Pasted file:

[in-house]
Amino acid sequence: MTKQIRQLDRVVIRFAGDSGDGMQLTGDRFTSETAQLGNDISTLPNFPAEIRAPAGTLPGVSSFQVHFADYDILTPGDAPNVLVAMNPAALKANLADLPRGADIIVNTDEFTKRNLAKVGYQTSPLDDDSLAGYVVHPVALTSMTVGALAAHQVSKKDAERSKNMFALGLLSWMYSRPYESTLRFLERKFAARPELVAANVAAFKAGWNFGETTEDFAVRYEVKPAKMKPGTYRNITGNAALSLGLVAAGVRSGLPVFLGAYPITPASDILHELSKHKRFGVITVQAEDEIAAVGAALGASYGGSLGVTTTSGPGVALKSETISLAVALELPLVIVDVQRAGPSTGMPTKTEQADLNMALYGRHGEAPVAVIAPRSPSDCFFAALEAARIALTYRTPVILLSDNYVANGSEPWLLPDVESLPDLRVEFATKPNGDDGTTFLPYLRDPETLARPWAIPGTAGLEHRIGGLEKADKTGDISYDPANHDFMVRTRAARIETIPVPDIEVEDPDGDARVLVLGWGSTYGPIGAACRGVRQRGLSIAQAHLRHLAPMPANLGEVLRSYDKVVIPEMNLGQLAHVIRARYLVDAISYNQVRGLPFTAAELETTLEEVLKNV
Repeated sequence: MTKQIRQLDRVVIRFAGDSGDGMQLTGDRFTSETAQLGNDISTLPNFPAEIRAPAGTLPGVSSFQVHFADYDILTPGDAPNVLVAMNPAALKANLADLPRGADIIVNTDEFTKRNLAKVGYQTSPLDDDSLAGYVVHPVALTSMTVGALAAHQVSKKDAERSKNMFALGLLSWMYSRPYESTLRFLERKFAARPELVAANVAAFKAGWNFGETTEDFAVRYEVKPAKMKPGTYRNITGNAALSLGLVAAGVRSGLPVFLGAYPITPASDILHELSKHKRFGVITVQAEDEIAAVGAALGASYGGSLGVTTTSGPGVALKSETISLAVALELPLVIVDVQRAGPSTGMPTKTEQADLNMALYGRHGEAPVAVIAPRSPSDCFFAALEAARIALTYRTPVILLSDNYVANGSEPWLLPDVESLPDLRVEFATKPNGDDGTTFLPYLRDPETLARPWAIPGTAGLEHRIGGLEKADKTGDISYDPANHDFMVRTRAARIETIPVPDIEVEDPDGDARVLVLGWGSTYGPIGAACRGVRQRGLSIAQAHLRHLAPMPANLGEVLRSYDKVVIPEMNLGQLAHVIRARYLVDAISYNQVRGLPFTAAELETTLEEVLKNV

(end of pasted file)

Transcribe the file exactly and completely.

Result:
[in-house]
Amino acid sequence: MTKQIRQLDRVVIRFAGDSGDGMQLTGDRFTSETAQLGNDISTLPNFPAEIRAPAGTLPGVSSFQVHFADYDILTPGDAPNVLVAMNPAALKANLADLPRGADIIVNTDEFTKRNLAKVGYQTSPLDDDSLAGYVVHPVALTSMTVGALAAHQVSKKDAERSKNMFALGLLSWMYSRPYESTLRFLERKFAARPELVAANVAAFKAGWNFGETTEDFAVRYEVKPAKMKPGTYRNITGNAALSLGLVAAGVRSGLPVFLGAYPITPASDILHELSKHKRFGVITVQAEDEIAAVGAALGASYGGSLGVTTTSGPGVALKSETISLAVALELPLVIVDVQRAGPSTGMPTKTEQADLNMALYGRHGEAPVAVIAPRSPSDCFFAALEAARIALTYRTPVILLSDNYVANGSEPWLLPDVESLPDLRVEFATKPNGDDGTTFLPYLRDPETLARPWAIPGTAGLEHRIGGLEKADKTGDISYDPANHDFMVRTRAARIETIPVPDIEVEDPDGDARVLVLGWGSTYGPIGAACRGVRQRGLSIAQAHLRHLAPMPANLGEVLRSYDKVVIPEMNLGQLAHVIRARYLVDAISYNQVRGLPFTAAELETTLEEVLKNV
Repeated sequence: MTKQIRQLDRVVIRFAGDSGDGMQLTGDRFTSETAQLGNDISTLPNFPAEIRAPAGTLPGVSSFQVHFADYDILTPGDAPNVLVAMNPAALKANLADLPRGADIIVNTDEFTKRNLAKVGYQTSPLDDDSLAGYVVHPVALTSMTVGALAAHQVSKKDAERSKNMFALGLLSWMYSRPYESTLRFLERKFAARPELVAANVAAFKAGWNFGETTEDFAVRYEVKPAKMKPGTYRNITGNAALSLGLVAAGVRSGLPVFLGAYPITPASDILHELSKHKRFGVITVQAEDEIAAVGAALGASYGGSLGVTTTSGPGVALKSETISLAVALELPLVIVDVQRAGPSTGMPTKTEQADLNMALYGRHGEAPVAVIAPRSPSDCFFAALEAARIALTYRTPVILLSDNYVANGSEPWLLPDVESLPDLRVEFATKPNGDDGTTFLPYLRDPETLARPWAIPGTAGLEHRIGGLEKADKTGDISYDPANHDFMVRTRAARIETIPVPDIEVEDPDGDARVLVLGWGSTYGPIGAACRGVRQRGLSIAQAHLRHLAPMPANLGEVLRSYDKVVIPEMNLGQLAHVIRARYLVDAISYNQVRGLPFTAAELETTLEEVLKNV